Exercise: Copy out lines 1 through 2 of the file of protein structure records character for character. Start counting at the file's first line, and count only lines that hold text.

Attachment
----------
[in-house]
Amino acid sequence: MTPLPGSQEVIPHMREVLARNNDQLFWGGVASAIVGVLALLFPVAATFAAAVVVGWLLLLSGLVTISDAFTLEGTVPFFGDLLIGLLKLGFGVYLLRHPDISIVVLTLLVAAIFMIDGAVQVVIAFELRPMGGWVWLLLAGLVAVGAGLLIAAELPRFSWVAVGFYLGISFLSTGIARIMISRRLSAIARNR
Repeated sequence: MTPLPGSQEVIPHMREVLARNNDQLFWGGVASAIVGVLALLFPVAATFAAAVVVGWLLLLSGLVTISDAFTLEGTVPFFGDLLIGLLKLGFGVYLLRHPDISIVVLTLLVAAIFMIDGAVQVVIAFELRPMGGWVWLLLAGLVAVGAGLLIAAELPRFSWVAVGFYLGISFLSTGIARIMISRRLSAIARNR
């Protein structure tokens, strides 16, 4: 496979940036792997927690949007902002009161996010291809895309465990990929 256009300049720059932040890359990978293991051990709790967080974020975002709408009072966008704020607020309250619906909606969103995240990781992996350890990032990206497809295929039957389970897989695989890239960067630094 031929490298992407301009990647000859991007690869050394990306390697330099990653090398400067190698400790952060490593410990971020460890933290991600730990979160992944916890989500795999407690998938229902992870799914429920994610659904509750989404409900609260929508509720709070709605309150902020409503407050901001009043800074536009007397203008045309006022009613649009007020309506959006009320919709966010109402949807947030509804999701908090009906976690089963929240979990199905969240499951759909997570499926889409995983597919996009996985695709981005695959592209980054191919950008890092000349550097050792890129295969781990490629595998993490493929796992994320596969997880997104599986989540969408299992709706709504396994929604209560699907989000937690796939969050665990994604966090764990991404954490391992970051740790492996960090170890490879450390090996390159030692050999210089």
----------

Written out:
[in-house]
Amino acid sequence: MTPLPGSQEVIPHMREVLARNNDQLFWGGVASAIVGVLALLFPVAATFAAAVVVGWLLLLSGLVTISDAFTLEGTVPFFGDLLIGLLKLGFGVYLLRHPDISIVVLTLLVAAIFMIDGAVQVVIAFELRPMGGWVWLLLAGLVAVGAGLLIAAELPRFSWVAVGFYLGISFLSTGIARIMISRRLSAIARNR